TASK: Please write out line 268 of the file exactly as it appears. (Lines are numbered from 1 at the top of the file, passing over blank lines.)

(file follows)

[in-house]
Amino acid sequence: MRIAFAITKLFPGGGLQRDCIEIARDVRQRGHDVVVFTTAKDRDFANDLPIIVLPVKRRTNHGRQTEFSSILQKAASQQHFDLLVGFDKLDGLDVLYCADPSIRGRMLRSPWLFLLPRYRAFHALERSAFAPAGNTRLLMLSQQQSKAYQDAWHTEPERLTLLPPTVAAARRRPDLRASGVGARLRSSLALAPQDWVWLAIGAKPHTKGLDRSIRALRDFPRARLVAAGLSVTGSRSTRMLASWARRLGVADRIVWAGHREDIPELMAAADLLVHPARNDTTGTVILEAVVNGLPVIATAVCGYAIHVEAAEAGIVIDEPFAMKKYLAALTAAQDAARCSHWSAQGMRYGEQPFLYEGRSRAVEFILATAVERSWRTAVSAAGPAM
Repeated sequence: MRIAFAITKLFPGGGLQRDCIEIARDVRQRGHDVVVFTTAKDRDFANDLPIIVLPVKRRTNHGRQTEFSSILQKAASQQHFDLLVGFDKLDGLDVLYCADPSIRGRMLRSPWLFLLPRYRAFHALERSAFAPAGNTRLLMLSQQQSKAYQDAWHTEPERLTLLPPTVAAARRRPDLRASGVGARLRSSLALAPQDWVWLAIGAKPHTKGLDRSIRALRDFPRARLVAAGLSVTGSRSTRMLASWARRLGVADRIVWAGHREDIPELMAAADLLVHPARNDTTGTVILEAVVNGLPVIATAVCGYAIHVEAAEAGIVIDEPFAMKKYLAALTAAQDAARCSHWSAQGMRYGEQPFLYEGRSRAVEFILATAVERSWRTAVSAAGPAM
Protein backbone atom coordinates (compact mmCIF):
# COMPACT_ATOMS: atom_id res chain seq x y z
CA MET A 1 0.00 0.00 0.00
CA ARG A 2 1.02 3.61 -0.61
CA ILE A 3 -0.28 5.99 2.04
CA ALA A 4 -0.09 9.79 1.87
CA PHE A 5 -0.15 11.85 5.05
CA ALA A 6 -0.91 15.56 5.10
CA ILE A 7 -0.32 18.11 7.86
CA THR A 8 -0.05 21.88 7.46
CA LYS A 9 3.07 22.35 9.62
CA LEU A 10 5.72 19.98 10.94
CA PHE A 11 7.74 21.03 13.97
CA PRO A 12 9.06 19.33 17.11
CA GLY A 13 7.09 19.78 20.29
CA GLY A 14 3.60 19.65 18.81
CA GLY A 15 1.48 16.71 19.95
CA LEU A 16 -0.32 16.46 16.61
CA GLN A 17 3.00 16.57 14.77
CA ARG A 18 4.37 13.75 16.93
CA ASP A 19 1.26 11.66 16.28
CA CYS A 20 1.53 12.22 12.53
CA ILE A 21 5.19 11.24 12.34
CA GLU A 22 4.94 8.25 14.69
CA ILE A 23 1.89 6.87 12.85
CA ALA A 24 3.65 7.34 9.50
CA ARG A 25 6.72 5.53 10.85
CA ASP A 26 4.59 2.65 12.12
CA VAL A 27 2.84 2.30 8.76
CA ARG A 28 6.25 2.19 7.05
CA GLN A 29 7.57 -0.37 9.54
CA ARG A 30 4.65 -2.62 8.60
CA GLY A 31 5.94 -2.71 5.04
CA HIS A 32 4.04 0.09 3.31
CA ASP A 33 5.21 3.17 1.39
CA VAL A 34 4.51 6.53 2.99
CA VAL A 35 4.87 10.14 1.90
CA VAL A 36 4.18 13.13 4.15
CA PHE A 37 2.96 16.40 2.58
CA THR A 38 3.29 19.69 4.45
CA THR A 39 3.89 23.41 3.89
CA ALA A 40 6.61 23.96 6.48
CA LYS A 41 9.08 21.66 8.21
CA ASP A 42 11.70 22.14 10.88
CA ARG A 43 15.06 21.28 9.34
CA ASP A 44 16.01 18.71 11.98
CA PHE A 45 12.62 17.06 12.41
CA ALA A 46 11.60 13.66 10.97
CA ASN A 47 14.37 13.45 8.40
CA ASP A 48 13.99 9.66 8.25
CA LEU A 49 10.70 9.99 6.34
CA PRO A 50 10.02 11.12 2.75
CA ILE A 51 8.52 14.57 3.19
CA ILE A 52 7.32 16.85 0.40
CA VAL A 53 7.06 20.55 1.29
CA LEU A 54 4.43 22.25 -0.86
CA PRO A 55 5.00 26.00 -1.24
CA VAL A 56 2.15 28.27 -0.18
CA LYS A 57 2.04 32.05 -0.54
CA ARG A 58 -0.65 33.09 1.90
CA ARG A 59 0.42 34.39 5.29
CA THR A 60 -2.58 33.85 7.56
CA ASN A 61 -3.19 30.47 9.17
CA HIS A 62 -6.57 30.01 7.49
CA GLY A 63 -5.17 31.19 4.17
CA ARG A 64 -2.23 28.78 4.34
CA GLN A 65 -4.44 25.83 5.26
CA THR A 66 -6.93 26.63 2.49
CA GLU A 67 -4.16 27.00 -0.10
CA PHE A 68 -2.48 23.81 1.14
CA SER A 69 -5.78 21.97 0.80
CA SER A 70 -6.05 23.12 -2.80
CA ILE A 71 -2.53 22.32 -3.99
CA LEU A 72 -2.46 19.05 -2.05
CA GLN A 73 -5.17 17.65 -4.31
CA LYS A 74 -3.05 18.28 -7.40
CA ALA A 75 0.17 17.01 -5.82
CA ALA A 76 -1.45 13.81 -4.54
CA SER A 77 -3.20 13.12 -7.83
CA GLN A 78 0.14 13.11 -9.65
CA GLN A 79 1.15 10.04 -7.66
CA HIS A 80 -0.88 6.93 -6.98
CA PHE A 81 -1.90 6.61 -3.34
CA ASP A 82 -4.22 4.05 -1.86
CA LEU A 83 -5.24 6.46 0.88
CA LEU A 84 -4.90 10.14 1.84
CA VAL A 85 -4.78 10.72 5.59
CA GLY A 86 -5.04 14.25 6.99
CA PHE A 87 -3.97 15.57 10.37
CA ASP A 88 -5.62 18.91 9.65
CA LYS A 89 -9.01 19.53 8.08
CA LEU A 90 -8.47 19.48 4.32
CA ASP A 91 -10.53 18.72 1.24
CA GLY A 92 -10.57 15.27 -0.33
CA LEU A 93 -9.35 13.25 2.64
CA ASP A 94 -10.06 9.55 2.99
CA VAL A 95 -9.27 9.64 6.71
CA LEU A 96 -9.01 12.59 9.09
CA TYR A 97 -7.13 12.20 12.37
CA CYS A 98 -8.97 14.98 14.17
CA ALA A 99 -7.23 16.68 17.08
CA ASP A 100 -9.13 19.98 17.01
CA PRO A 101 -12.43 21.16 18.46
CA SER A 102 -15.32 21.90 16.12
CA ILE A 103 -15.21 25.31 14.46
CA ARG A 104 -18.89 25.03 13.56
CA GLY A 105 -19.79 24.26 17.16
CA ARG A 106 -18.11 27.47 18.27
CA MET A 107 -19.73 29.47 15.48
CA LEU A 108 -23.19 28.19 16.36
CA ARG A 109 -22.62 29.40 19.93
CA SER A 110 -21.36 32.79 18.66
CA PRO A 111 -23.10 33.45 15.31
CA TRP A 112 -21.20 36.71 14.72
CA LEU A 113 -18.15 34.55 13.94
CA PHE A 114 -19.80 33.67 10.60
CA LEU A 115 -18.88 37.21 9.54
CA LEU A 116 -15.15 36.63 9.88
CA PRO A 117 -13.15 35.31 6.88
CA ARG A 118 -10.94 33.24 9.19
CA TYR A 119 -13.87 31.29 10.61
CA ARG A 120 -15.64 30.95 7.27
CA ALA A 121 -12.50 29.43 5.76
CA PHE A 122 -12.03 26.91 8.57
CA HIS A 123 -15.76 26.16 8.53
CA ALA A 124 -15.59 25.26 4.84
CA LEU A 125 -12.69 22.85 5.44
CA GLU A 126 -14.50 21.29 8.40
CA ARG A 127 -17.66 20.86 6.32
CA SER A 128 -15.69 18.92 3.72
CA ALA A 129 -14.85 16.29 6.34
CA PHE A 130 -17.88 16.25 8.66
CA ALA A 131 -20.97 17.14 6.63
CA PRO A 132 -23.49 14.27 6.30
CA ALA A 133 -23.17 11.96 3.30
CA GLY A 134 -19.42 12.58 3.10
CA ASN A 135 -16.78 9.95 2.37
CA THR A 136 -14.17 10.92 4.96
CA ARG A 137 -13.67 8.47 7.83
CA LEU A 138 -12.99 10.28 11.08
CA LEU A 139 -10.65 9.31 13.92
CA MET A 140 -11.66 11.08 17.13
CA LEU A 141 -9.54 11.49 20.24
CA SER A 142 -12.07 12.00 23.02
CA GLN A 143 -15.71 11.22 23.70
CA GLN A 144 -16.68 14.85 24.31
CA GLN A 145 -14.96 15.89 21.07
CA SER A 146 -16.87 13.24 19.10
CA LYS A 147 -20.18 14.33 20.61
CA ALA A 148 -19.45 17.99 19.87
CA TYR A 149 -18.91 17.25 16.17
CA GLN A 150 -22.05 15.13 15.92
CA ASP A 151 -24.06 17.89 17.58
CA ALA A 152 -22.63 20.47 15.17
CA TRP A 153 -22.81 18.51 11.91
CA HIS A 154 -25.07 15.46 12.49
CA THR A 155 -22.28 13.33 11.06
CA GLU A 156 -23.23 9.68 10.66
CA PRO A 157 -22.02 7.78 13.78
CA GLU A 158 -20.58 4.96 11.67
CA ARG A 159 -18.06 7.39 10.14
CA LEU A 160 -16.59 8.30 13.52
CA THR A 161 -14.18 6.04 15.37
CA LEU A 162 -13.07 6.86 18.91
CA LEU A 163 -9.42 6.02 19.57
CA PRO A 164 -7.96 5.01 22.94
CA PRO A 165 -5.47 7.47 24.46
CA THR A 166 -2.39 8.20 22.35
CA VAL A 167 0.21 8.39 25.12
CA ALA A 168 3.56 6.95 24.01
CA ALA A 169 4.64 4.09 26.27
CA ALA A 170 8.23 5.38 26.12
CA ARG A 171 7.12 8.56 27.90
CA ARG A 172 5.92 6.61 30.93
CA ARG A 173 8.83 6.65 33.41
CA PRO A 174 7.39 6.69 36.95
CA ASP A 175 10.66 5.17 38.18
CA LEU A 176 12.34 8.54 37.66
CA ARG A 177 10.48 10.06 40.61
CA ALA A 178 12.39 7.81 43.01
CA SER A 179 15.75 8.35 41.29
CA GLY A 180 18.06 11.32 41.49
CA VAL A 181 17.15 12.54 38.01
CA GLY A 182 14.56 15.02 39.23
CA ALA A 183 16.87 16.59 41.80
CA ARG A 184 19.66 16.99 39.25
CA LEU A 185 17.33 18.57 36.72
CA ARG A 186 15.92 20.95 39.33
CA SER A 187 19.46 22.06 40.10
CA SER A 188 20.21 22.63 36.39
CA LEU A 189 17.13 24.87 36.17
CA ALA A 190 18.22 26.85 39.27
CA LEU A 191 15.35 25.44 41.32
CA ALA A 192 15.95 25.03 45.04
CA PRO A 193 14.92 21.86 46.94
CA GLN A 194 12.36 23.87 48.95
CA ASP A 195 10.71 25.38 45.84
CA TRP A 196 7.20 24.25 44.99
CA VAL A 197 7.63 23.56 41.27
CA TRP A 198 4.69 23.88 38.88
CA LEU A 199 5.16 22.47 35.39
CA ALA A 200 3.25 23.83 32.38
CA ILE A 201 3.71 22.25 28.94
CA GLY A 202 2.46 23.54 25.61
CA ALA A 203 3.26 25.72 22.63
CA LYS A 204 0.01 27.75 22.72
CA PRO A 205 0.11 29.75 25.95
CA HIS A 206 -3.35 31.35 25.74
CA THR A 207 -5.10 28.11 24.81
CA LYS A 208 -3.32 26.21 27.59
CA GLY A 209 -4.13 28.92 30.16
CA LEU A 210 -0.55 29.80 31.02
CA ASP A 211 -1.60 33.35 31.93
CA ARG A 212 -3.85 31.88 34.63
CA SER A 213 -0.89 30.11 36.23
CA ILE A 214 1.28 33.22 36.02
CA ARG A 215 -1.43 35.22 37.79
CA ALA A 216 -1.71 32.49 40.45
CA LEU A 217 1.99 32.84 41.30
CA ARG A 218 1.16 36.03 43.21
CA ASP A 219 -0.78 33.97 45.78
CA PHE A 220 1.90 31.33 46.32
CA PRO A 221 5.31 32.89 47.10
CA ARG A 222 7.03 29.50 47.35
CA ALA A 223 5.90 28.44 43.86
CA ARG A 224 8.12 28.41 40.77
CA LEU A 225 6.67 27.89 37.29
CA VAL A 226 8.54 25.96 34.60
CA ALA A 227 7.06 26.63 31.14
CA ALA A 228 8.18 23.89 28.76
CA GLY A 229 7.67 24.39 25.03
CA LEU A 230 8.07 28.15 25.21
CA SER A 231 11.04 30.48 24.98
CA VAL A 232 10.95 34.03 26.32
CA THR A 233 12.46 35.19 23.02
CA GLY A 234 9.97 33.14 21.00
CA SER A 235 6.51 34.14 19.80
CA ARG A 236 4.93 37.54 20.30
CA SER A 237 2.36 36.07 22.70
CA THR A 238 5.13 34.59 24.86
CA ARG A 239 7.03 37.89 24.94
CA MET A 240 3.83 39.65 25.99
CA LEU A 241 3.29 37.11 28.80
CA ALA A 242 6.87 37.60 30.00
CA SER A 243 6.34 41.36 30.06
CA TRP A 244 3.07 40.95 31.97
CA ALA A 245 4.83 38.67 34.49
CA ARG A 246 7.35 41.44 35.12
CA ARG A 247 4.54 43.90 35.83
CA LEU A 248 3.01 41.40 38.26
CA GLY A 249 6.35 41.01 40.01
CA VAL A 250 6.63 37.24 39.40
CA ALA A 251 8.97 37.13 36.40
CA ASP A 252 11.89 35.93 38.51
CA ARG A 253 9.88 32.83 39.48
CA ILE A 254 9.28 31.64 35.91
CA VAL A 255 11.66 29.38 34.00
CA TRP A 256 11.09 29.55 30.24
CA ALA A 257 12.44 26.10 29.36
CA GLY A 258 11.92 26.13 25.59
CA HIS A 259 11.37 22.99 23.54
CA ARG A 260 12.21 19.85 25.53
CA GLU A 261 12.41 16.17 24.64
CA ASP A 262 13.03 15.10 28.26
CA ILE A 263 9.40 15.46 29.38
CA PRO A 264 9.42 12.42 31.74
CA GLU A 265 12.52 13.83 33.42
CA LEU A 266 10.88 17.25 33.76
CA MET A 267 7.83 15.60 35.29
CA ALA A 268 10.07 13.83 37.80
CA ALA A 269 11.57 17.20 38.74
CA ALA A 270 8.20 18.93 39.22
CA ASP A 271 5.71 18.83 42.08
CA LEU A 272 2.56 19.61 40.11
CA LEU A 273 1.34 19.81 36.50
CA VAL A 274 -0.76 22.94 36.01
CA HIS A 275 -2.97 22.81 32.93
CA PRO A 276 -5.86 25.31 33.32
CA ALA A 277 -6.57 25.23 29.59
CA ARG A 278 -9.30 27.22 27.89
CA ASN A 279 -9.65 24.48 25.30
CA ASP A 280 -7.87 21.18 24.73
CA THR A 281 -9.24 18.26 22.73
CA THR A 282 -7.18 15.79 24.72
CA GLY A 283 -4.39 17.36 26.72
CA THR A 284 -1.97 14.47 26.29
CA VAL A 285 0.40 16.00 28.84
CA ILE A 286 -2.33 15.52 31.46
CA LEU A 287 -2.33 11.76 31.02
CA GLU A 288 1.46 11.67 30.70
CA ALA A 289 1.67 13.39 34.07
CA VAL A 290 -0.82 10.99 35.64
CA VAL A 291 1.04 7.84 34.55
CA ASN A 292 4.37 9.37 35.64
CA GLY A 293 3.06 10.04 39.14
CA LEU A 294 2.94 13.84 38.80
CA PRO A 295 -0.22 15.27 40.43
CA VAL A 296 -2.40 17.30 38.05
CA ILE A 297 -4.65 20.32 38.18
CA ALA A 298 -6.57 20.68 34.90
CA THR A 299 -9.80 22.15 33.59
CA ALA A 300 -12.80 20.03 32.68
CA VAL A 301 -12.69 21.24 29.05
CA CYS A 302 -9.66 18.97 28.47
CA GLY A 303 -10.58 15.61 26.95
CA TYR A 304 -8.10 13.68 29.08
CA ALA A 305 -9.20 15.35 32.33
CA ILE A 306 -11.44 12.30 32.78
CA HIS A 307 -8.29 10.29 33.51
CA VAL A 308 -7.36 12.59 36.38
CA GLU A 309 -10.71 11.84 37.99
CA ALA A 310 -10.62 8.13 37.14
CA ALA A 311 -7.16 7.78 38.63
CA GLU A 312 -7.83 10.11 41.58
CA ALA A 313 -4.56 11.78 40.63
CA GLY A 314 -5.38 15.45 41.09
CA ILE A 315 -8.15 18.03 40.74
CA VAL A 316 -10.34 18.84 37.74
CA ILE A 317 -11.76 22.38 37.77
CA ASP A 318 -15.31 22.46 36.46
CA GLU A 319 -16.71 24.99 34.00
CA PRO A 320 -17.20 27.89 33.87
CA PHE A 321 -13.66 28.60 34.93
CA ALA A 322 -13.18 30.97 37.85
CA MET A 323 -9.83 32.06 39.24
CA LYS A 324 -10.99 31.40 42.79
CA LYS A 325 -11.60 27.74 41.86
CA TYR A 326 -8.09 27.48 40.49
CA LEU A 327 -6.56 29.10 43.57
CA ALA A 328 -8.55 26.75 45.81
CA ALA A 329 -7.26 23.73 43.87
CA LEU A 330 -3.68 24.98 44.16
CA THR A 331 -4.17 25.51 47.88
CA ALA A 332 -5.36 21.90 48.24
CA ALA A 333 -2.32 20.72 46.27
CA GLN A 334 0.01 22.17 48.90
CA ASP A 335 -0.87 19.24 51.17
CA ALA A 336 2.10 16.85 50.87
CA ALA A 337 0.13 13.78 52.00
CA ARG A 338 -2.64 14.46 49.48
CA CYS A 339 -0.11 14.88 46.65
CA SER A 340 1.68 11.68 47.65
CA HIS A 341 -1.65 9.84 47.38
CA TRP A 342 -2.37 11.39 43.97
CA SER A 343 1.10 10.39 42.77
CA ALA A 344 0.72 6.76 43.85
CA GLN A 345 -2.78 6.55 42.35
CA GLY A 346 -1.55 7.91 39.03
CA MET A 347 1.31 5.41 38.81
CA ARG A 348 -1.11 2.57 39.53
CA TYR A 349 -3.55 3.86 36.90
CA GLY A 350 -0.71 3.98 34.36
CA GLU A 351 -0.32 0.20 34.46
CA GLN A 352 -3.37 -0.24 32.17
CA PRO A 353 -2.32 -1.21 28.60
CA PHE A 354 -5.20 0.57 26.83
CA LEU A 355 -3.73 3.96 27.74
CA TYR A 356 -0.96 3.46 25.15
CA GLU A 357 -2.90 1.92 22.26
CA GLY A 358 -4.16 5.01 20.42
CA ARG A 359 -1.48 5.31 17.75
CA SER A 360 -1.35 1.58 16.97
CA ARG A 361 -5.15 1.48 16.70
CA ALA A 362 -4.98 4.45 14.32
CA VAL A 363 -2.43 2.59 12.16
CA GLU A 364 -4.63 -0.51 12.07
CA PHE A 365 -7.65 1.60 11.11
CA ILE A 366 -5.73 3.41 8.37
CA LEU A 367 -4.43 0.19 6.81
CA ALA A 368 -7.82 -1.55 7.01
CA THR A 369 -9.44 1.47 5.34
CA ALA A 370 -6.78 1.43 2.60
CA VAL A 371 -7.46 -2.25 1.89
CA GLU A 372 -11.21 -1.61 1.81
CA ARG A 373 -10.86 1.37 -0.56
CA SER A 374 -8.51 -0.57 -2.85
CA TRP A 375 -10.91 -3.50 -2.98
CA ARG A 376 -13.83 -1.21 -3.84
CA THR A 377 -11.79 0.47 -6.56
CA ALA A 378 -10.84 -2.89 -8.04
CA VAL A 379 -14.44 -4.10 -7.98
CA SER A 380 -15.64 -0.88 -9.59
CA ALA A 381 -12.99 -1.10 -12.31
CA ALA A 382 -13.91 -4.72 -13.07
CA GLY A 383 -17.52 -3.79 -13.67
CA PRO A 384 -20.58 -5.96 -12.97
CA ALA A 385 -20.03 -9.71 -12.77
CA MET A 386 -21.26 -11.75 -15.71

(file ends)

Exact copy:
CA ILE A 263 9.40 15.46 29.38